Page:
Look for posts that will range from reviews to links to trailers and images-I hope you have as much fun looking at them as I do finding them.  I'm excited to have my main man in Sweden, the one and only NINJA DIXON working with me.  You can go check out his review of NEMESIS right now, right

-Your Pyuniversal Soldier...DZ


  1. This blog is a godsend.
    Pyun is one of the most fascinating filmmakers working today.
    His filmography is peculiar and one-of-a-kind to say the least.
    MEAN GUNS is probably my favourite action film ever.
    God, I could write lots about TICKER also, that film is something else! A stock-footage fest with some really nice new scenes

  2. ..and yeah, Pyun and Franco are not far apart - both are insanely prolific, have a unique approach, neither ever had 100% control over his films' postproduction. Also they both had some rather dodgy producers come their way. Their art is special and some of it seems accidental at times.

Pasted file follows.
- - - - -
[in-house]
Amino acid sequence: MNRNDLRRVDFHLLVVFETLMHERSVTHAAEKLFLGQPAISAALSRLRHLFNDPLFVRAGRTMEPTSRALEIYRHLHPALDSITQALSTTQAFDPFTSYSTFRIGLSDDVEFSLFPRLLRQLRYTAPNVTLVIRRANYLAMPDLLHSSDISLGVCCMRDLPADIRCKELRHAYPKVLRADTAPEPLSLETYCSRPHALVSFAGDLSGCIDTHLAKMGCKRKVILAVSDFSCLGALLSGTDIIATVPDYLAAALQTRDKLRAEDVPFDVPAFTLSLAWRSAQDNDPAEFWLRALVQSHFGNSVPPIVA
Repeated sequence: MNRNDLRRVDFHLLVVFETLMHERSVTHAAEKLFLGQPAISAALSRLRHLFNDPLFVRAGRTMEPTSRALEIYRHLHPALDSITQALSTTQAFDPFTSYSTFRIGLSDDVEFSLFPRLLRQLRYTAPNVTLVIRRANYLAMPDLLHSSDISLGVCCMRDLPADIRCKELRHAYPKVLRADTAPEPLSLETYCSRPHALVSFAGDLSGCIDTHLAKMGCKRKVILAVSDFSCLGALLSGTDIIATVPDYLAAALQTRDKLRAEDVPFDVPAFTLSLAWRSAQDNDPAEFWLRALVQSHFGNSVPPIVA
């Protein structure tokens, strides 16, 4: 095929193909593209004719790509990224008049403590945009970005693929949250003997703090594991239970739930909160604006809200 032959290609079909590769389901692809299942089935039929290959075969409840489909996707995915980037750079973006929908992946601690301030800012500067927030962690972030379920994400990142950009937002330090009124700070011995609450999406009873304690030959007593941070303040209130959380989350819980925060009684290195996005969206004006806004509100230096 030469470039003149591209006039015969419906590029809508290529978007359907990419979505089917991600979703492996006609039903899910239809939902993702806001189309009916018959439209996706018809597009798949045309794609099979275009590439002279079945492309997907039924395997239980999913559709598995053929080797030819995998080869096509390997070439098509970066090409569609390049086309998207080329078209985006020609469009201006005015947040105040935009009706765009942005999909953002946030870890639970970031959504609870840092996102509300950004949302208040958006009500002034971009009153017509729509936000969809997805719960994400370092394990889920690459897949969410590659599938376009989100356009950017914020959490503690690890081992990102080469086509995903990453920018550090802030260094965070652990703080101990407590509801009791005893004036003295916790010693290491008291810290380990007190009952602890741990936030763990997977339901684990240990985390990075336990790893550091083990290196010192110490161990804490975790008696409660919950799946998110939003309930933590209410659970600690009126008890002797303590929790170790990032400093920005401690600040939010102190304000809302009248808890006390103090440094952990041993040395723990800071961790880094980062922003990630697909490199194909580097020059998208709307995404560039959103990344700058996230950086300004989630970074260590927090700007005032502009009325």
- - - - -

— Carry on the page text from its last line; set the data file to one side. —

3. Thanks Alex. If you would like to write anything about Ticker I'm sure we would be happy to post it, this is a place for fans to share and enjoy the Pyuniverse!

    The Jess Franco connection is really strong with me. If you check my personal blog out you'll find lots of Franco tidbits.

    One thing I think will be really nice is to have an international flavor for our work. Fred in Sweden, hopefully another friend of mine from the UK and myself from the US-the wide wild world of Albert Pyun is open to all!

  4. He he, I'm already following your blog, David - and loving it.
    I would love to supply a piece on TICKER.
    It's the film that speaks to me each time I view it, no matter how bad the continuity is (I've seen it close to 20 times and own a tape and a DVD of it)
    Yeah, we should spread the word about Albert's work.

  5. I think I've watched 2 (yes that's t-w-o) Pyun films in my entire life. One of them I bought because his name sounded "Asian". LOL.

    Hmm, or maybe I've only watched ONE of his films, I might have chucked the other one over in the pile of "To be watched one day when I run out of films I actually WANT to watch". The one I did watch was THE SWORD AND THE SORCERER.

    I'll be sure to follow yr new blog. :D

  6. So, when this is done do we get a book of Pyun released? That would be cool.